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Speaker Series: Dr. Martin East

August 28, 2019 at 1:00 PM to 2:00 PM

Location:215 Paterson Hall

Putting Task-Based Language Teaching into Practice: The Place of Teacher Education

Dr. Martin East
(University of Auckland)

Putting new language teaching ideas into practice in school classrooms can be challenging. This is definitely the case with so-called Task-Based Language Teaching (TBLT) as a learner-centred and experiential pedagogy that stands in contrast to more established teacher-led and grammar-focused communicative approaches.

One potential source of help and support for teachers has been the work of researchers into second language acquisition(SLA)and instructed second language acquisition(ISLA). These researchers are concerned with the processes that influence language learners’ uptake of language. Their findings are designed to inform teachers about what seems to work (and what seems not to work) in the promotion of SLA. However, Burns (1999), for example, noted that many teachers view research suspiciously, as something carried out by theorists who “know little – and understand less – about the day-to-day business of life in the language classroom” (p. 14).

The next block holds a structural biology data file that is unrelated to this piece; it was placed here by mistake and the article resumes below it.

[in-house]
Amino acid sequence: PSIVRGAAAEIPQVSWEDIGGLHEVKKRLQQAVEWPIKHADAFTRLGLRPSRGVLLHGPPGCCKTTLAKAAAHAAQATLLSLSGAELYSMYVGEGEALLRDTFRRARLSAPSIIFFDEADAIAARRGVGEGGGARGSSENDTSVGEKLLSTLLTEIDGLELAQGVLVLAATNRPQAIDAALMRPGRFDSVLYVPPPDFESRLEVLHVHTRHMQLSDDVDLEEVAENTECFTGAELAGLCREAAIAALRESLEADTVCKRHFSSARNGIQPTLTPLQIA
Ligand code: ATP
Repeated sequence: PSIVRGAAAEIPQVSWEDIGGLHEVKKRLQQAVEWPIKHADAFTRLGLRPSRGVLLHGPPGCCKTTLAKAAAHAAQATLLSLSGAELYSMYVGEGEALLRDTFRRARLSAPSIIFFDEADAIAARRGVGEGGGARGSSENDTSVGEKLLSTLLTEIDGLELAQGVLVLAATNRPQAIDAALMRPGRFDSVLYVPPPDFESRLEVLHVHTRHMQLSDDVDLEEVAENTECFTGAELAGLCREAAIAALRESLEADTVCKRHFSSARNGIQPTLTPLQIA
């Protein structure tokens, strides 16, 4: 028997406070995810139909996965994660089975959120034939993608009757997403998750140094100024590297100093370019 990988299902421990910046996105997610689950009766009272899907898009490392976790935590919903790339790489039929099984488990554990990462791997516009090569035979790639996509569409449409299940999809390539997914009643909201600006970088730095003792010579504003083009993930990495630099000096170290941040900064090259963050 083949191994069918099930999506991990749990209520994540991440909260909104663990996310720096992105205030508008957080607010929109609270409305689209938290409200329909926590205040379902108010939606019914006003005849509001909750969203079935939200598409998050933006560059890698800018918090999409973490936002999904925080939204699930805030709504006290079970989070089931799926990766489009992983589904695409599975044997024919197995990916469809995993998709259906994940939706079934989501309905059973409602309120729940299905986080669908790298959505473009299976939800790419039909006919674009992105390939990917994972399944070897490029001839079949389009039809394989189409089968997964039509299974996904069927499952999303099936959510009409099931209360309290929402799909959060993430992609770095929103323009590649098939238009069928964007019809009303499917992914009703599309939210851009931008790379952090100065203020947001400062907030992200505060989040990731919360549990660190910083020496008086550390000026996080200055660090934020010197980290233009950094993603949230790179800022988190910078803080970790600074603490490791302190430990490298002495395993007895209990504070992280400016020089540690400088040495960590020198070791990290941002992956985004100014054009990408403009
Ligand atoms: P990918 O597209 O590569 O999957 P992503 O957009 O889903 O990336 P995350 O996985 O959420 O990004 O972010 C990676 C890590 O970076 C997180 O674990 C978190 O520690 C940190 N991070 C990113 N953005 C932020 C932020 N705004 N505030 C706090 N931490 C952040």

In New Zealand, and as a result of substantial curriculum reform, teachers of languages other than English in the schools sector have been encouraged to consider TBLT as a means of achieving published curricular goals. Nevertheless, and in spite of positive research findings – including studies in the New Zealand schools context – implementation of TBLT in schools has not been straightforward.

In this talk I will present findings from a longitudinal study that investigated whether a dedicated focus on TBLT via teacher education initiatives could challenge and change teachers’ beliefs and practices and could help them to implement TBLT. The study tracked teachers from their initial teacher education (2012, n = 20) to three years after graduation (2015, n = 7) and then five years after graduation (2017, n = 2). I present findings regarding changes in teachers’ beliefs and practices and speculate on how TBLT as innovation might be made sustainable in schools longer-term. I also consider the interface between practitioner-focused research and SLA research.

About the Presenter

Dr. Martin East is Professor of Language Education in the School of Cultures, Languages and Linguistics, Faculty of Arts, at the University of Auckland, New Zealand. His research sits at the intersection between second language acquisition, language pedagogy and teacher education, and he publishes widely in areas related to stakeholders’ reception of innovative practices. He is currently President of the International Association for Task-Based Language Teaching, a worldwide organisation of scholars interested in and active contributors to the field of TBLT.

This event is sponsored by the School of Linguistics and Language Studies